US Election: Trump kicks off frenzy of campaigning in Michigan two days before election
Two days before Election Day, President Donald Trump on Sunday launched a campaign sprint across battleground states starting with Michigan that will be crucial to the outcome of the U.S. election in an effort to defy the polls and fend off Democratic challenger Joe Biden.
Trump, aiming to avoid becoming the first incumbent president to lose a re-election bid since fellow Republican George H.W. Bush in 1992, has a frenetic schedule for Sunday, with stops also planned in Iowa, North Carolina, Georgia and Florida. Biden is due to campaign in Pennsylvania.
Buffeted by snow flurries in Washington, a town north of Detroit, Trump wore his trademark red cap emblazoned with the words “Make America Great Again” as he addressed a boisterous crowd on a cold and blustery morning.
After the crowd loudly chanted, “We love you” Trump responded, “I love you, too. If I didn’t, I wouldn’t be standing here because it’s freezing out here.”
Biden’s national lead in opinion polls has stayed relatively steady in recent months as the coronavirus pandemic has persisted. The former vice president was ahead 51% to 43% in the latest Reuters/Ipsos poll, taken Oct. 27-29.
Trump faces what appears to be a narrow path to re-election. Polls show him close to Biden in enough battleground states that could give him the 270 votes needed to win in the state-by-state Electoral College that determines the overall victor.
The race remains a toss-up in Florida, North Carolina and Arizona, according to Reuters/Ipsos polls, while Trump trails by 5 percentage points in Pennsylvania and 9 percentage points in Michigan and Wisconsin.
Anita Dunn, a Biden campaign adviser, said on CNN’s “State of the Union” program, “We feel confident about where we are.” The Democratic governors of Michigan, Pennsylvania and Wisconsin all said they were upbeat about Biden’s chances in their states. Ohio’s Republican governor predicted Trump would win the state by a couple of percentage points.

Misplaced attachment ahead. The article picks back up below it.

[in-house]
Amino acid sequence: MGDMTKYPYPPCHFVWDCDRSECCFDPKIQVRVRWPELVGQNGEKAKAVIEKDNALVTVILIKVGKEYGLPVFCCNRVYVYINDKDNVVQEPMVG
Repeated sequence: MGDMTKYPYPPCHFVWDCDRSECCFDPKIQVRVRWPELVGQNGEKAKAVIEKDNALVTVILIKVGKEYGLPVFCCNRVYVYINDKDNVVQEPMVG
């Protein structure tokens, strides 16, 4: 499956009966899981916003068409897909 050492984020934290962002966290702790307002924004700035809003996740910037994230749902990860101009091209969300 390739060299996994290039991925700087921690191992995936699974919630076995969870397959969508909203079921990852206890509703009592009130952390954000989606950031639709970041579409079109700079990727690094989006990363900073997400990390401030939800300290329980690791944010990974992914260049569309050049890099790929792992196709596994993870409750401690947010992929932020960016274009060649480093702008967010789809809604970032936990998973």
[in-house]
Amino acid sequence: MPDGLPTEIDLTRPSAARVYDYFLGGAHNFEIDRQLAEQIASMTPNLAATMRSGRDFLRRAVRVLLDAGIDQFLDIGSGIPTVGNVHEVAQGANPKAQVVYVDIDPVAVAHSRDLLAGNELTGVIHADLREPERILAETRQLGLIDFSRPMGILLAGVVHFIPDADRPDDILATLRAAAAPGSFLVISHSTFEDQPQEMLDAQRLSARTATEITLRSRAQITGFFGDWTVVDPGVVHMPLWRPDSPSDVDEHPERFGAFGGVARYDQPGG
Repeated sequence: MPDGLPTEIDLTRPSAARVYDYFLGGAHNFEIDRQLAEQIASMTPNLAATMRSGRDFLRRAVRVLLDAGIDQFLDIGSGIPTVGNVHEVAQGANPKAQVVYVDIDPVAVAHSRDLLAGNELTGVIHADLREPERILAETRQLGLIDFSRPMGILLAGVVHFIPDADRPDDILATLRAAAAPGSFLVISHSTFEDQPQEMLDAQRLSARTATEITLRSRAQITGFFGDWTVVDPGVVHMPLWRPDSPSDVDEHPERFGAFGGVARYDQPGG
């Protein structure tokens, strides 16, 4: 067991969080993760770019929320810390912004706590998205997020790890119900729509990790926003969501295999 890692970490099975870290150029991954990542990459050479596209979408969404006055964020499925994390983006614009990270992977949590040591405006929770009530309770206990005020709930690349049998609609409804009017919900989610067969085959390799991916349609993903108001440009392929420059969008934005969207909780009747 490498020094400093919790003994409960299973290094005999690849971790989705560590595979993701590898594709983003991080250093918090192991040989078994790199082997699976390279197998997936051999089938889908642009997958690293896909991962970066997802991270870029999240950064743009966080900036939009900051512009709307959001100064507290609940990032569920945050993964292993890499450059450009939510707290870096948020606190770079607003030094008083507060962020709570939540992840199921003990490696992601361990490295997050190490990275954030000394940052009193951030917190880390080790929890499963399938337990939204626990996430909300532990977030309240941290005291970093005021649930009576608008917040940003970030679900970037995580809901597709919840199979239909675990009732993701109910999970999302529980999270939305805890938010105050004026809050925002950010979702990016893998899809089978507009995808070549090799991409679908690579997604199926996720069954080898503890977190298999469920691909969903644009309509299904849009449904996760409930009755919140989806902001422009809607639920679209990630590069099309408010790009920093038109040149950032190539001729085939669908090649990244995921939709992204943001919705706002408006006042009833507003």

There already has been a record-setting number – 93 million, according to the U.S. Elections Project – of early votes cast around the country, either in-person or by mail, a phenomenon expected to boost Biden’s chances. It represents about 68% of the total ballots counted in the 2016 U.S. election.
The contest has proven to be unexpectedly close in Texas, typically a reliable Republican state.
On Monday, responding to a lawsuit brought by plaintiffs including a conservative activist and a Republican state legislator, a federal judge in Houston will hold an emergency hearing on whether Harris County officials unlawfully allowed drive-through voting during the pandemic and should toss more than 100,000 votes in the Democratic-leaning area.
After a caravan of vehicles bearing Trump campaign flags surrounded a Biden campaign bus carrying campaign staff on a Texas highway on Friday, Trump on Saturday retweeted a video of the incident and wrote: “I LOVE TEXAS!” The Biden campaign said it canceled two events as a result of the incident.
The Trump campaign indicated it is banking on in-person voting on Tuesday to push the president over the top. Campaign adviser Jason Miller said Democrats have spent months stressing the threat posed by the coronavirus pandemic and telling people it is not safe to go to the polls in person.
“Well, guess what? President Trump’s supporters are going to show up on Tuesday. Nothing is going to stop them,” Miller told ABC’s “This Week” program. “I think Democrats are going to look in the rear-view mirror and say, ‘This is probably what cost us the election.’”
Dunn dismissed Miller’s argument and said the record early voting numbers reflect enthusiasm not fear.
Biden, who has made hammering the president’s response to the pandemic a main theme of his speeches, is scheduled to campaign again on Sunday in Pennsylvania, one of the most critical of the battleground states and one that Trump won in his 2016 upset victory over Democrat Hillary Clinton.
Biden began his day at a church in his home state of Delaware. As he entered, anti-abortion and pro-Trump demonstrators told him to repent for the sake of the soul of his late son who is buried at the church.
On Sunday and Monday, Trump is due to stage 10 rallies – five a day – making it the campaign’s busiest stretch. On Monday his campaign has events planned in North Carolina, Pennsylvania and Wisconsin, and two in Michigan.
Trump will close out the two-day swing with a late-night rally on Monday in Grand Rapids, Michigan, the same location where he finished his campaign in 2016. In his unexpected victory four years ago, the wealthy businessman-turned-politician took Michigan, Pennsylvania and Wisconsin, three states that for decades had gone in the Democratic column.
Weighing down Trump is a rising number of coronavirus infections in many parts of the country. The United States has recorded more than 9 million cases, with about 230,000 people dying from COVID-19. Trump, who withstood a personal bout with COVID-19, has played down the virus and has said his opponents are using the pandemic against him.